1. Select “Global” for North America and focus on the Fraser Preserve in Great Falls, Virginia, at 1:5000 scale.
  2. Select base map for “Pseud-O”
  3. Select Landscape or Portrait, click in the desired map center. If necessary, drag the blue marker to re-center the map. A frame will appear over the base map in portrait or landscape orientation.
  4. On the right, click the pencil edit icon to display the map title. I entered Camp Fraser Orienteering, then press OK.

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5.  Select the next edit icon to modify the race instruction title:

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6.  Click on the Start/End point on the map to display the following dialog:

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7.  Click on the next Control point on the map to display the following dialog:

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Enter the numbers and descriptions for each control point. Set the location of the number label by rotating the label angle control. Repeat for all the control points resulting in the following map:

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8.  Click on “Save & Get PDF Map” button and the following message appears:

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Click OK and save the automatically downloaded oom.PDF file located in the Download directory.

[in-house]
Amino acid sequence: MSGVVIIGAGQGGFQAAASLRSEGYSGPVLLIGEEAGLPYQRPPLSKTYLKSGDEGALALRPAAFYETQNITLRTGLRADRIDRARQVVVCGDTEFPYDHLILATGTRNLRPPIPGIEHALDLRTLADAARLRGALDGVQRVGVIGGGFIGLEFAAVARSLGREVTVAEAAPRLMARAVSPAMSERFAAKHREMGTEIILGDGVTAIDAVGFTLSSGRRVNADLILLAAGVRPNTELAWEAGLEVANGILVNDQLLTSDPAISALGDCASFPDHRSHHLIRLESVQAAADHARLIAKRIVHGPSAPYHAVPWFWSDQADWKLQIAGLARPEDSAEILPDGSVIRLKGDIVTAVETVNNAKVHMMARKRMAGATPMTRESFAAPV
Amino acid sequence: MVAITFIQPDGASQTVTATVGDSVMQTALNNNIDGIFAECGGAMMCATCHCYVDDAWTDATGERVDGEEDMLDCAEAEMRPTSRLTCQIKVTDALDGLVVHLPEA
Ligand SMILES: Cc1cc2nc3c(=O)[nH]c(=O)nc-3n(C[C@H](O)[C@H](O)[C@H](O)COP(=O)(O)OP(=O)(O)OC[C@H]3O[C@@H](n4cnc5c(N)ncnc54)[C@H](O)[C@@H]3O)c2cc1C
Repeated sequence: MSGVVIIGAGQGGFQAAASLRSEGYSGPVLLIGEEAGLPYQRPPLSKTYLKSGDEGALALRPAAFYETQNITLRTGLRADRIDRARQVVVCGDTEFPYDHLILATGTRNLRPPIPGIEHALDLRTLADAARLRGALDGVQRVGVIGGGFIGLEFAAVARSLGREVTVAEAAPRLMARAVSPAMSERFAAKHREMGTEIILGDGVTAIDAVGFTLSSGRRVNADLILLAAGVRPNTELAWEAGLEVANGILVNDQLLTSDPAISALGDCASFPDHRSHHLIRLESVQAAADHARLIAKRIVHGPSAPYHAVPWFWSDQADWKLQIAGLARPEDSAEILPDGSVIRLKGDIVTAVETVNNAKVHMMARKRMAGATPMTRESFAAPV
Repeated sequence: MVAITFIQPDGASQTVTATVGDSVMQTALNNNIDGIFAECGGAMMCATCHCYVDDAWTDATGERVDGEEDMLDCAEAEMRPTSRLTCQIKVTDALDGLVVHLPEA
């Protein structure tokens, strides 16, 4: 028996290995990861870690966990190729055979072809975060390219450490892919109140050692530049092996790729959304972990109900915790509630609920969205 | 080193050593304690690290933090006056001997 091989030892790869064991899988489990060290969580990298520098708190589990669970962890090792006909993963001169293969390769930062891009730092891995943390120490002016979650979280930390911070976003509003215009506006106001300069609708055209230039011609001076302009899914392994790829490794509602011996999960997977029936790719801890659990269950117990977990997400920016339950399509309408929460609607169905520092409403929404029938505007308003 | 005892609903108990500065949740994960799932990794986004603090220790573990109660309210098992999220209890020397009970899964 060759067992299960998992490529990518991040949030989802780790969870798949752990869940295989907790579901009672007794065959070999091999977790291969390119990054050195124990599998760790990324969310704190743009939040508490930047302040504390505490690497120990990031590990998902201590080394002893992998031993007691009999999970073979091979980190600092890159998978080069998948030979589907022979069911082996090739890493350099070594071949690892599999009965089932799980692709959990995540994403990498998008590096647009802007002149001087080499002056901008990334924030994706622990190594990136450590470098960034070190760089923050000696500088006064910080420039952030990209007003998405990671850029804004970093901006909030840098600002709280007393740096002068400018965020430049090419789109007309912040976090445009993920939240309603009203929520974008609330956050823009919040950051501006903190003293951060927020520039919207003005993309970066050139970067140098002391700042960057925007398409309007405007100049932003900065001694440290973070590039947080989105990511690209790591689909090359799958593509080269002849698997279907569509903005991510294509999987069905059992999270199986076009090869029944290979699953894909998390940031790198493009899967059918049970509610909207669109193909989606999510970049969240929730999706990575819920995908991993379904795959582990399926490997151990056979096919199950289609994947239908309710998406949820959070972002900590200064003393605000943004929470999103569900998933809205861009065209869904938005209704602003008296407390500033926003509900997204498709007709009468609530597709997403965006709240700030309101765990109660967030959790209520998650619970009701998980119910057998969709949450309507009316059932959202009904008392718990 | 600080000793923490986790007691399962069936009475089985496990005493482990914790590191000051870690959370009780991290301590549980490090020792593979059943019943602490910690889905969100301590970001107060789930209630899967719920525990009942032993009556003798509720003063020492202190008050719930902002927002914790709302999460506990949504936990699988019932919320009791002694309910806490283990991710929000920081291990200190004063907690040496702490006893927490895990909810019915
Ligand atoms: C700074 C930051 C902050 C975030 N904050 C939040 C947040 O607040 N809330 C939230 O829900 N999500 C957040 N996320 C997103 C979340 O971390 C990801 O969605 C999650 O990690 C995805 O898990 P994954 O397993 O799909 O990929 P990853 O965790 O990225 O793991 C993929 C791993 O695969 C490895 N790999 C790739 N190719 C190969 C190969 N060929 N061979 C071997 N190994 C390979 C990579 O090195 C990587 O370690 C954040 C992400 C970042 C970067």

The completed map appears on screen within a map frame containing the control points:

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9.  To retrieve the above map, enter the code 5668f7ca777e5 into the “Load saved map #:” and select the “Load” button.

10.  To delete the above map from the display, select the “Delete Map” button.

Output Options

For orienteering applications, the created map product will have to printed and used off-line. OOM makes PDF map file generation easy using the “Save and Get PDF Map” and “Show Clue Sheet” buttons.

  1. To view the generated PDF file when “Save and Get PDF Map” button selected, search for OOM.PDF in the download directory and display:

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2.  Click the “Show clue sheet” button to display the seven generated control points:

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3.  Click “Print clue sheet” to display the print prompt and output the file as a PDF.

4.  Incorporate the two PDF files into a complete orienteering document.

Conclusion

As evident from the above procedure, it is easy to create a usable orienteering map. The base map is at a small enough scale to map a small area. Many cartographic features, including trails, roads, control points, start/end point use IOF cartographic standard.   There are some things missing from the map however; 5 meter topographic lines, exact IOF-specified land features, and free text labeling. Since the Open Street Map doesn’t have topography, it would be too processor intensive to dynamically render topo lines.  Because of this dynamic rendering of the custom maps, a high-speed Internet connection is necessary.

Creating custom maps using the free OSM spatial data set and a private data set containing unique cartographic features makes OOM possible and a powerful paradigm. As a result, thematic, web-based mapping that addresses the needs of specialized communities is now possible.

Reference Summary:

http://blog.oobrien.com/2009/12/oom/

http://www.maproomblog.com/2010/02/openorienteeringmap.php

http://blog.oobrien.com/oom/

https://github.com/oobrien/oomap

http://blog.oomap.co.uk/2009/12/oom/

http://wiki.openstreetmap.org/wiki/OpenOrienteeringMap